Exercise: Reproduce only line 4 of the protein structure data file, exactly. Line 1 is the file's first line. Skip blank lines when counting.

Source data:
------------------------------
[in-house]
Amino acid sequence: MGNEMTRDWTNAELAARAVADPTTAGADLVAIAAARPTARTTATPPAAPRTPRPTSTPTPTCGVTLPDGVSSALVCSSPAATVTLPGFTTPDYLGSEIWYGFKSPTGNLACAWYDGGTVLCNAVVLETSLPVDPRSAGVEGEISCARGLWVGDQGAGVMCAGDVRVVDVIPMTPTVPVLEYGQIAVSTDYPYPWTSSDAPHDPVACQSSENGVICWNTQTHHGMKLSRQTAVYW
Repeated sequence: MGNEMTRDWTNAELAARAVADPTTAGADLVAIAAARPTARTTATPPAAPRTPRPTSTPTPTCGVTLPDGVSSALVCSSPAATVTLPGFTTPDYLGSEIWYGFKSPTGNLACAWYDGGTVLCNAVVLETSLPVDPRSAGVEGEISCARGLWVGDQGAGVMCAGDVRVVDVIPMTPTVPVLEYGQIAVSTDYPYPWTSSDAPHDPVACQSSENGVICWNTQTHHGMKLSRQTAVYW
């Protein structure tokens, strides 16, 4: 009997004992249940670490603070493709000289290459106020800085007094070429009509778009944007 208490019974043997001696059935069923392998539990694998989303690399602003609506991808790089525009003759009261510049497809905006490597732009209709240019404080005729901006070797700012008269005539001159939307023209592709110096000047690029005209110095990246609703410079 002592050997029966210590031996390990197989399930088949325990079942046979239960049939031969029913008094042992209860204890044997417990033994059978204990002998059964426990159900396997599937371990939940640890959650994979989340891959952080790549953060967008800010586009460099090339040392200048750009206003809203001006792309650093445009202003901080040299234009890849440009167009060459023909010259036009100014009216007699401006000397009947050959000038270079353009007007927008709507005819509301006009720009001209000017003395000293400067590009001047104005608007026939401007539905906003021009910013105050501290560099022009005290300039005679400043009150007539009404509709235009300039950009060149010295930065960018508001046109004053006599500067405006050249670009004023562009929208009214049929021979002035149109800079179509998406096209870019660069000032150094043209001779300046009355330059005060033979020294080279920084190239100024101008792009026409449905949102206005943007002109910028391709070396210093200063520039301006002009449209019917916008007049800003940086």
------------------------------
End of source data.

């Protein structure tokens, strides 16, 4: 009997004992249940670490603070493709000289290459106020800085007094070429009509778009944007 208490019974043997001696059935069923392998539990694998989303690399602003609506991808790089525009003759009261510049497809905006490597732009209709240019404080005729901006070797700012008269005539001159939307023209592709110096000047690029005209110095990246609703410079 002592050997029966210590031996390990197989399930088949325990079942046979239960049939031969029913008094042992209860204890044997417990033994059978204990002998059964426990159900396997599937371990939940640890959650994979989340891959952080790549953060967008800010586009460099090339040392200048750009206003809203001006792309650093445009202003901080040299234009890849440009167009060459023909010259036009100014009216007699401006000397009947050959000038270079353009007007927008709507005819509301006009720009001209000017003395000293400067590009001047104005608007026939401007539905906003021009910013105050501290560099022009005290300039005679400043009150007539009404509709235009300039950009060149010295930065960018508001046109004053006599500067405006050249670009004023562009929208009214049929021979002035149109800079179509998406096209870019660069000032150094043209001779300046009355330059005060033979020294080279920084190239100024101008792009026409449905949102206005943007002109910028391709070396210093200063520039301006002009449209019917916008007049800003940086």